Articulating Ideas - Suspension Theory, Tips & TricksPosted in How To: Suspension Brakes on November 29, 2013
Modifying your vehicle’s suspension is an integral part of the off-road hobby. Whether you just need a slight lift to manage the local hunting-camp backroads, or a long-travel setup for legging through boulders, tuning your rig’s suspension to fit your needs is easier than ever. From control-arm lengths and shock valving to bumpstops and sway bar disconnects, there is an array of components and factors to consider when tuning your vehicle. Collectively, the magazine staff has a decade’s worth of suspension building and testing experience. Like many of you, we have learned the easy and hard way as to what works and what doesn’t. To get a better idea of what each of us has learned over the years, the crew weighed in on some of their favorite and not-so-favorite suspension setups.
I like to keep my 4x4s low. Unless you’re building a 4x4 to bash over rough terrain at a significant speed, you don’t need a ton of uptravel on the suspension of your 4x4. This is especially true if you only crawl at slow speeds. You might even consider having your suspension nearly rest on the bumpstops. The lowered center of gravity will make the rig more stable on sidehills and climb ledges better.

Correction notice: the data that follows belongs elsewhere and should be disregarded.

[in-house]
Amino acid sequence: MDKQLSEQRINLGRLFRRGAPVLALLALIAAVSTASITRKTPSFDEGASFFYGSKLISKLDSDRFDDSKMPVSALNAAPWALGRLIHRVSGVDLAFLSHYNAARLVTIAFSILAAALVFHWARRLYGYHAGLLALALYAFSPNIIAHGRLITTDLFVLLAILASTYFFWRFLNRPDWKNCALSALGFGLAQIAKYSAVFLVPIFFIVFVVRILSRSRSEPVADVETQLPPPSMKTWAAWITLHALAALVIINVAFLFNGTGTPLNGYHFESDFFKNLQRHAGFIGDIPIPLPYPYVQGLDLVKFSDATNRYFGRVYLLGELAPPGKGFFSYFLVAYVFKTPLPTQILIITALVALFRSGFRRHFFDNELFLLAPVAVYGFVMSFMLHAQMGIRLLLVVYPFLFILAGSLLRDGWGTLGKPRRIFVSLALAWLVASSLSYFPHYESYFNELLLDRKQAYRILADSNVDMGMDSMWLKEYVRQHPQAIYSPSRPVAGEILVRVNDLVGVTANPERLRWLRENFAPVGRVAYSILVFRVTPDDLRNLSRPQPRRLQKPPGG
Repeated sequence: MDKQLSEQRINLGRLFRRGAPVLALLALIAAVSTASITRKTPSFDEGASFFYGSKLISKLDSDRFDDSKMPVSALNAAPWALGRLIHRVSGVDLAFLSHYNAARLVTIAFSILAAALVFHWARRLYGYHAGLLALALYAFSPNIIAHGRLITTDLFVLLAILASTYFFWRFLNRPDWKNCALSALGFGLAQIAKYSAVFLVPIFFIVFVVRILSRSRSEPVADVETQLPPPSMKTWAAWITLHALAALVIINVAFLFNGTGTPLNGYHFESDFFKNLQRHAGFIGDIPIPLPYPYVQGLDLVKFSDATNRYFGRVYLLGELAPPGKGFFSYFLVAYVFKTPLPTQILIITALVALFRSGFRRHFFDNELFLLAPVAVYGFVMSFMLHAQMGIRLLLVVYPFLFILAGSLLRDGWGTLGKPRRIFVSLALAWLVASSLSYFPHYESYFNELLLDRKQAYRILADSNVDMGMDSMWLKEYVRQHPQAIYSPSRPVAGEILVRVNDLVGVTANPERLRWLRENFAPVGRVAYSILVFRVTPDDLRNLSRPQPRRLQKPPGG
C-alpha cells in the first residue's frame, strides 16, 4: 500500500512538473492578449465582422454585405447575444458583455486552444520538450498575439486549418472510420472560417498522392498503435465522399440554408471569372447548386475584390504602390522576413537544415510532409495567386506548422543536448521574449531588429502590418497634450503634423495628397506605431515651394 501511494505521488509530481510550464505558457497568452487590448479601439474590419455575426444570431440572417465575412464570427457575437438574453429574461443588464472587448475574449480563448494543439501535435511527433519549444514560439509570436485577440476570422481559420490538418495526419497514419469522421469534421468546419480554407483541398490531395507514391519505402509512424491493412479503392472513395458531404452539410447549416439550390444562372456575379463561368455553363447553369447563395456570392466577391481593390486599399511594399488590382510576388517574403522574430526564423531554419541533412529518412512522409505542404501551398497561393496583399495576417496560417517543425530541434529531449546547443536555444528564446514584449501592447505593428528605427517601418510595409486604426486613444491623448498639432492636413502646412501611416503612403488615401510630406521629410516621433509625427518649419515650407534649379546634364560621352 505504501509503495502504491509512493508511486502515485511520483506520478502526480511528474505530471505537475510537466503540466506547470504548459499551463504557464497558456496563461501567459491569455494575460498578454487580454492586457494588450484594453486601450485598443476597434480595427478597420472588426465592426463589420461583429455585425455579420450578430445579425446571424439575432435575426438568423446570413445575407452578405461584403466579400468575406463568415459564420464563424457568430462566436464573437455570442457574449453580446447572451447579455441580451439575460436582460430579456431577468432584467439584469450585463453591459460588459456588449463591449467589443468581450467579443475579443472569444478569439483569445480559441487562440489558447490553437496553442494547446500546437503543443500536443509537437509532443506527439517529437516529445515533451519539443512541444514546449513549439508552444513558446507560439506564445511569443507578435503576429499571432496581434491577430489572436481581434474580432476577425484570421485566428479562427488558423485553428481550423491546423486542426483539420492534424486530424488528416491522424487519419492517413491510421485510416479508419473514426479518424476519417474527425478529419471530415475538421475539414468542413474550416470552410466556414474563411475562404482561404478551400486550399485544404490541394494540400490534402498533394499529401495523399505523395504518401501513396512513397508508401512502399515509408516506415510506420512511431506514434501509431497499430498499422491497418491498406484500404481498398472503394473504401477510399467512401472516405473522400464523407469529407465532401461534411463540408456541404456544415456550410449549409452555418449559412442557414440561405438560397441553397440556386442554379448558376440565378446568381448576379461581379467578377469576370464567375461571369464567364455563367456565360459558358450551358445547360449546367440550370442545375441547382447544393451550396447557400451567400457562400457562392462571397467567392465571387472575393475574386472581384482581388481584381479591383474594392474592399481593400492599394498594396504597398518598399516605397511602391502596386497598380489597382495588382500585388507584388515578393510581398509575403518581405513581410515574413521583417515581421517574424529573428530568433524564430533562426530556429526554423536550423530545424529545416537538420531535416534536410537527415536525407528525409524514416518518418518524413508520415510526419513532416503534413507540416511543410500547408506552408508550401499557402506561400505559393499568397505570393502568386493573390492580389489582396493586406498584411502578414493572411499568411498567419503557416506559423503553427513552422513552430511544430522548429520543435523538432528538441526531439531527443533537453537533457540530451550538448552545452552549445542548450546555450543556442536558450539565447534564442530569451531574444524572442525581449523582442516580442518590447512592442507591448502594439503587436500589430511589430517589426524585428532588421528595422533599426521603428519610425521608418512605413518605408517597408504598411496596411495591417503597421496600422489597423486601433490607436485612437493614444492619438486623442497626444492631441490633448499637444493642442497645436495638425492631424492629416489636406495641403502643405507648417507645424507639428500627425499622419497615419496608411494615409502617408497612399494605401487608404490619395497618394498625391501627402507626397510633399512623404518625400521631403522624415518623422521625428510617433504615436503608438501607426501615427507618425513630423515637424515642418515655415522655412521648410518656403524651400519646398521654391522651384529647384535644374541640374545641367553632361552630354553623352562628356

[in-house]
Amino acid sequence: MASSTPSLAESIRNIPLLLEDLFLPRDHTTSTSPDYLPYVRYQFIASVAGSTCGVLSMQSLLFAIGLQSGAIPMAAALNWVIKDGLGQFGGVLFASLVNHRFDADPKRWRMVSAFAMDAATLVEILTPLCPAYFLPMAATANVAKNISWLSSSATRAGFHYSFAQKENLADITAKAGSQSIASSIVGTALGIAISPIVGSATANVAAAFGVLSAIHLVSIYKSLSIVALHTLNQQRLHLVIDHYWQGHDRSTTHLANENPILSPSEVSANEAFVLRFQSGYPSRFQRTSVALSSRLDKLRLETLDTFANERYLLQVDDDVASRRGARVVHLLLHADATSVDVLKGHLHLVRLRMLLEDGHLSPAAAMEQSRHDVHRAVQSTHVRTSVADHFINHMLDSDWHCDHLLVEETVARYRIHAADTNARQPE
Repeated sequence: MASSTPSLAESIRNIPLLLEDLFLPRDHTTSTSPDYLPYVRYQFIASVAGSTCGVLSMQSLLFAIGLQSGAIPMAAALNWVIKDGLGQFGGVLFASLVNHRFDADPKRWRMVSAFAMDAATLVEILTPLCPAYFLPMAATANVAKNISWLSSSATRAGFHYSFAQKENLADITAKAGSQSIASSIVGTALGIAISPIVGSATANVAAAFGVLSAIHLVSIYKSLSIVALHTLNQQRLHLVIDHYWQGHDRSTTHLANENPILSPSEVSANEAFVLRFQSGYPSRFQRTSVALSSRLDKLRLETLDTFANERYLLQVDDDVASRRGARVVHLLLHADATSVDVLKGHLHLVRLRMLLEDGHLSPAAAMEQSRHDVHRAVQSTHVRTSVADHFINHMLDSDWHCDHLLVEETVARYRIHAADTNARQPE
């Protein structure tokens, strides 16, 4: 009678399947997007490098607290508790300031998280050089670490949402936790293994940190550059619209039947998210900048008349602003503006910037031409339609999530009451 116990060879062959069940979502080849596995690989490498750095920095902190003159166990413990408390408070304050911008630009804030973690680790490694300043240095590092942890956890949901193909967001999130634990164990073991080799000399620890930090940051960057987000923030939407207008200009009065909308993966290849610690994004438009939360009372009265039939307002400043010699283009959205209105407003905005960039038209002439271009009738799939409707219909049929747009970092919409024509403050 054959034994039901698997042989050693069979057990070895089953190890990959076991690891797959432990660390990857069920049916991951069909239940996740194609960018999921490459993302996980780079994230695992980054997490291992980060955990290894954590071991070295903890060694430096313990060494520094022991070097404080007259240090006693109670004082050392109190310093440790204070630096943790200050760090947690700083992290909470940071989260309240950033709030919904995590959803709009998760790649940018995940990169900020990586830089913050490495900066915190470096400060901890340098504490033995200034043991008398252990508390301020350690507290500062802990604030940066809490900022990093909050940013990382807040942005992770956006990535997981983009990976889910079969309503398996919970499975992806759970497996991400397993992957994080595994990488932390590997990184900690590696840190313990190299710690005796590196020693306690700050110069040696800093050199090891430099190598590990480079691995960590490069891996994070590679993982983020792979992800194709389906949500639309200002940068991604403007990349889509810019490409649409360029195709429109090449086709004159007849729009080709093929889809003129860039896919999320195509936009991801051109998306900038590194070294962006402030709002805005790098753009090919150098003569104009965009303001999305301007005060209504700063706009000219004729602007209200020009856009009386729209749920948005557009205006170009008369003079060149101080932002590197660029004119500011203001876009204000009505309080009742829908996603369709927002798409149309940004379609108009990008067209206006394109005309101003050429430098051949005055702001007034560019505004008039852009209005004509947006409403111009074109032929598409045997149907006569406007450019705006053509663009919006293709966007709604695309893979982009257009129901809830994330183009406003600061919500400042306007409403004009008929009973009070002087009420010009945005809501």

I prefer stiffer leaf springs if I’m running a spring-over configuration. Don’t go nuts with overly flexible leaf-spring packs. Leaf springs that are too soft and offer too much travel cause numerous other issues such as handling quirks, steering linkage problems, driveshaft binding/failure, axlewrap, and more. Firmer springs are better at controlling axle movement and driveline torque. It’s true that firm springs may allow a tire to lift in some situations, but that’s why we have lockers and other traction adding differentials. Letting a tire dip down into a large hole can often create more problems for both leaf-spring and link-type suspensions than if the tire is simply carried airborne over the hole.